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14 May 2007


Hi-- here's another C-T review. You can find the original at http://www.citizen-times.com/apps/pbcs.dll/article?AID=200770510094

Provocative play ‘Chesapeake’ wins with outrageous humor
by Tony Kiss, Tkiss@CITIZEN-TIMES.com
published May 11, 2007 12:15 am

ASHEVILE — North Carolina Stage Company finishes its fifth season with the biting political comedy “Chesapeake,” the story of a conservative Southern senator, a wild performance artist, and the lawmaker’s dog, which comes between them.

Except for the pooch, the show recalls the 1993 clash between controversial performance artist Karen Finley and the former U.S. Senator Jesse Helms of North Carolina.

But wild as Finley is, “Chesapeake” playwright Lee Blessing goes way beyond reality in this witty piece. It’s a one-man show, delivered with exceptional skill by Charlie McIver, directed by his wife Angie Flynn-McIver, both co-founders of N.C. Stage. The language and subject matter can be adult in nature, but it’s performed with outrageous humor — humor that clicked on opening night, with McIver rightly earning a standing ovation and a couple of curtain calls.

He plays the role of Kerr, an artful eccentric who has received a National Endowment for the Arts grant for his “show,” which consists of having audience members come on stage, and remove pieces of his clothing, one at a time until he stands naked before them. None of this is actually performed at N.C. Stage, but is part of Kerr’s dialogue.

Kerr’s performance, and the grant, earns him the wrath of fictional U.S. Rep. Therm Pooley, whose condemnation of the piece basically gets him elected to the Senate. Kerr then vows revenge against Pooley, and turns his wrath against the man’s dog, a Chesapeake Bay retriever.

That’s as far as we’ll go with the story line, except to say that Kerr’s plot goes horribly out of control, and leads to a transformation of everyone involved.

With no one to share the dialogue, and little in the way of props or staging (except for a rear projection screen), McIver caries the load alone, reeling off this monologue, mostly in the role of Kerr, but sometimes as Pooley or the dog. It’s a masterful bit of acting, showing again that he is among the top players on the local scene.

04 May 2007

Take Me Out

Once again, of course, this review is taken from the Mountain Xpress, without their knowledge or consent, and we hope they don't mind.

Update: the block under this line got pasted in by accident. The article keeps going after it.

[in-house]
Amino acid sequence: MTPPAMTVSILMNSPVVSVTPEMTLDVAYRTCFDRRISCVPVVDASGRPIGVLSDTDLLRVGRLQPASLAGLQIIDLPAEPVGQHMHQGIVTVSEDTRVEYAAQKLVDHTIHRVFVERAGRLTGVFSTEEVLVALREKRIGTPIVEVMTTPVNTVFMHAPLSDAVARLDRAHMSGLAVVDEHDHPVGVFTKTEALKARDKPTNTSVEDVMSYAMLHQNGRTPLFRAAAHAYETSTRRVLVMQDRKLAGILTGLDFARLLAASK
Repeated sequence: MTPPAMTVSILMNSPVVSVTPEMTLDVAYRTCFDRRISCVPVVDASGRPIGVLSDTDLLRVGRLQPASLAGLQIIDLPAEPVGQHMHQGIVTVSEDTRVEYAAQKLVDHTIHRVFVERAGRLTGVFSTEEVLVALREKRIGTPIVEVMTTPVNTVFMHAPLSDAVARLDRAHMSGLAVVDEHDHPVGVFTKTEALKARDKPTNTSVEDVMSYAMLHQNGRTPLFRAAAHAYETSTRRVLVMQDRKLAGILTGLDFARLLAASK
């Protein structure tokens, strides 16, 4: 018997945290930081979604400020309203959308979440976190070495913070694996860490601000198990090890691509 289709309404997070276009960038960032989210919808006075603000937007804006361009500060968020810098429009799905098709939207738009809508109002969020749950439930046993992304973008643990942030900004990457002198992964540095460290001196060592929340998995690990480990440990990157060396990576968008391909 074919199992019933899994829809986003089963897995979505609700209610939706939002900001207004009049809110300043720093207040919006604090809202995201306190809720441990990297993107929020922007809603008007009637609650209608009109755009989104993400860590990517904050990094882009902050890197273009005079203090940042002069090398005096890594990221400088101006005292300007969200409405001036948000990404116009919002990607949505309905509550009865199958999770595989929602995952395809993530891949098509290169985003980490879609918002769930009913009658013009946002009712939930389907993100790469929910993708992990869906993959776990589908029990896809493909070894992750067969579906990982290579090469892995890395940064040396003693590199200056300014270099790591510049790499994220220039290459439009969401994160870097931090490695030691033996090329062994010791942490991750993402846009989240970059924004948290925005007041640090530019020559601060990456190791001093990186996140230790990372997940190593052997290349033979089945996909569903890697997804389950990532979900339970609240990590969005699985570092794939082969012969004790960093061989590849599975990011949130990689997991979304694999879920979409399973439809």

Scapegoat hits a home run

Take Me Out parks local theater collective in the majors

by Cecil Bothwell in Vol. 13 / Iss. 40 on 05/02/2007

Going into the 2007 season, Director Taryn Strauss had loaded the bases, having previously coached the Scapegoat Theatre Collective productions of Everything in the Garden, The Most Fabulous Story Ever Told and The Exonerated. Now, like any pinch hitter worth the name, she has blasted one over the fence. The company’s current production of Richard Greenberg’s Take Me Out is superb.

The play scooped up a Tony Award for Greenberg—a good starter for any acting team, but the scale of the drama had to pose a directorial challenge. Eleven male actors on the bench, cast in 14 roles and scenes that ran from bar-room intimacy to group nudity in a locker-room shower offered plenty of opportunities to drop the ball. At the end of the action, the players, the 18-member crew, producer Lauren Alleman and Strauss deserved the roar of the crowd and the extended standing ovation accorded them on opening night.

OK. Enough with the baseball metaphors. For all the fun—and the play is oft-times hilarious—Take Me Out is also a deadly serious examination of homophobia, racism and personal responsibility. The story is that of a major-league star who comes out of the closet in the middle of a winning season. More importantly, it’s an exploration of the reaction of his teammates and coach, his business manager and friends. The casual, even slightly homoerotic behavior of sports players in jock straps is cast in a new light. The fact that the gay player is black adds another layer of tension, with racism tossed into the uneasy mix.

As the producers have accurately explained, “This show explores what happens when America’s favorite pastime becomes a true reflection of our country’s diversity, and how this affects the boys who are faced with that all important question, ‘Which team do you bat for?’”

Jason Williams shines as business manager Mason—adroitly funny, and sweetly gay. Liam Smith brings a quiet, goofy charm to his portrayal of Jason, lifting a supporting role to the heights. And Darren Marshall, perhaps type-cast as team coach, delivers in three roles with a stunning dynamic emotional range. The casting is excellent throughout, and Anna Tillman deserves high marks for her imaginative and convincing set design.

Scapegoat’s mission is to create “exceptional, transformative theatre,” and they are rapidly establishing a reputation as Asheville’s cutting-edge troupe. It’s easy enough to be political and artsy, and to expect that the choice of hot-topic plays would suffice to make a mark. The troupe far exceeds expectations, again. Extending its reach from proselytizing to practicality, Scapegoat also uses its productions as fund-raisers. Take Me Out is a benefit for I-RISE, a GLBTQ nonprofit that aims to be a forum for communication and education and provide a safe venue for socialization and entertainment for the other-than-straight community.

A hint for I-RISE: You don’t need to worry about the entertainment. A hint for everyone: You don’t need to be other-than-straight to love this play, but there is some strong language and one pair of naked buttocks.

Applause. Applause. Applause.